Simulation  Stable fluids
Path of the code: [11_stable_fluids]
The objective of this scene is to simulate the "stable fluid" model (in 2D) proposed by Jos Stam in [Stable Fluids. Jos Stam. SIGGRAPH 1999]. And later described with more algorithmic details in [RealTime Fluid Dynamics for Games. Jos Stam. Game Developers Conference, 2003].
In the current state, the code encodes a velocity grid (the velocity of the fluid) and a density grid (the color/image which is visualized). The values of these grid are only advected through time, and your objective is to complete the three steps of the stable fluids method, namely
  Diffusion (function diffuse)
  Advection (function advect)
  Projection of the velocity to a divergence free vector field (function project)
Diffusion
The function diffuse is set to solve one step of the equation \(\frac{\partial f}{\partial t}=\mu\triangle f\), where \(f\) can be either the velocity, or a density. To handle this generic input, the function is encoded to received a 2D grid of template values. The function is also defined in the header file for this reason. The equation is solved numerically using an implicit scheme in order to ensure unconditional stability: \((1+4\Delta t\,\mu)\,f ^ {t} _ {x,y}=f ^ {t\Delta t} _ {x,y}+ \mu\,\Delta t\,\left(f ^ {t} _ {x+1,y}+f ^ {t} _ {x1,y}+f ^ {t} _ {x,y+1}+f ^ {t} _ {x,y1}\right)\) > Implement the numerical solution of this equation using Gauss Seidel iterations (consider around 15 iterations). The function to complete use template arguments and is defined in the filesimulation.hpp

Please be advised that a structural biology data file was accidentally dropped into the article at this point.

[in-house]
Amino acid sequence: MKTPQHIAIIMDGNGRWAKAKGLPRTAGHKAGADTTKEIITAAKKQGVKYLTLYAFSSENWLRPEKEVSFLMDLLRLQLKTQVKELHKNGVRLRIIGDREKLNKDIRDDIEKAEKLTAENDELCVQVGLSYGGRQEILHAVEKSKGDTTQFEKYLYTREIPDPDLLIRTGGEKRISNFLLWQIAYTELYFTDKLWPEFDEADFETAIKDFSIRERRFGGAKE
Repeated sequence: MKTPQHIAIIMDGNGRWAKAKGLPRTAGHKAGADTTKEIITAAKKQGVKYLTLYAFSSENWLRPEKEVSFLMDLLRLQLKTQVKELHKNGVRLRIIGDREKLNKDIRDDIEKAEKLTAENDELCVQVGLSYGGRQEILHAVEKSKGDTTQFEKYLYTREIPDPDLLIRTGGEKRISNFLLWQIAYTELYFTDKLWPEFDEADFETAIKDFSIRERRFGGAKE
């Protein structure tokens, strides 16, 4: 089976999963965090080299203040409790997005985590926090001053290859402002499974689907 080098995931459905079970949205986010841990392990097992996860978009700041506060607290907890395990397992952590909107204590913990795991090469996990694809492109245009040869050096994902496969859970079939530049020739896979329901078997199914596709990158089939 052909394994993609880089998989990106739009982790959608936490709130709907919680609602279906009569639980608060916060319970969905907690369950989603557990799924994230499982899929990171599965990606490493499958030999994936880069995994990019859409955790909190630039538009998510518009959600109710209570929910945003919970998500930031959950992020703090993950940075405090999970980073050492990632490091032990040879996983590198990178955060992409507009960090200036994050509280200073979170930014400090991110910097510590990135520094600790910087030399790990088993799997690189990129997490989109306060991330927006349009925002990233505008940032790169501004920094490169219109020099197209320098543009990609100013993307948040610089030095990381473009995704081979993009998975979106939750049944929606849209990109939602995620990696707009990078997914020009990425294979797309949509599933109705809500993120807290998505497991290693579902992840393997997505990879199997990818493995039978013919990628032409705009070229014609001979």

.
Note:
  For each Gauss Seidel iteration, you may set the values of the grid boundary using the precoded function set_boundary.
  The Gauss Seidel method consists in iterating over

 \(\forall (x,y), \;\displaystyle (f_{x,y}^{t})^{\text{new}} = \frac{1}{1+4\,\mu\,\Delta t}\left(f ^ {t\Delta t} _ {x,y}+\mu\,\Delta t\left(f ^ {t} _ {x+1,y}+f ^ {t} _ {x1,y}+f ^ {t} _ {x,y+1}+f ^ {t} _ {x,y1}\right)\right)\)
 \(\displaystyle \forall (x,y),\;f_{x,y}^{t} \leftarrow (f_{x,y}^{t})^{\text{new}}\)
Example of diffusion applied to the density with \(\mu=0.02\)
Advection
The function advect is set to displace a field \(f\) along a prescribed velocity \(v\). \(f\) can itself be a density, or the velocity itself. To ensure stable advection, backtracing can be use in setting the value \(f(p,t)\) where \(p\) is a grid cell position, and \(t\) the current time from the interpolated value of f at previous time step at position \(f(p\Delta t\,v(p,t), t\Delta t)\). The advection function is already implemented in the function advect using bilinear interpolation at position \(p\Delta t\,v(p,t)\). Pay attention to not fetch values outside the boundaries of the grid. You should be able to create visible motion from your mouse trajectory in your density. This motion should be smooth, but doesn't ensure yet incompressible behavior.Divergence free projection
The last step ensuring incompressibility is to constraint the velocity field to be divergence free. This step need only to be applied on the velocity field (and not on density), and consists in three substeps. 1. Compute the divergence of the input velocity \(v_0\)
 2. Compute a gradient field \(q\) satisfying Poisson equation \(\triangle q = div(v)\)
 3. Compute divergent free vector field as \(v=v_0\nabla\,q\)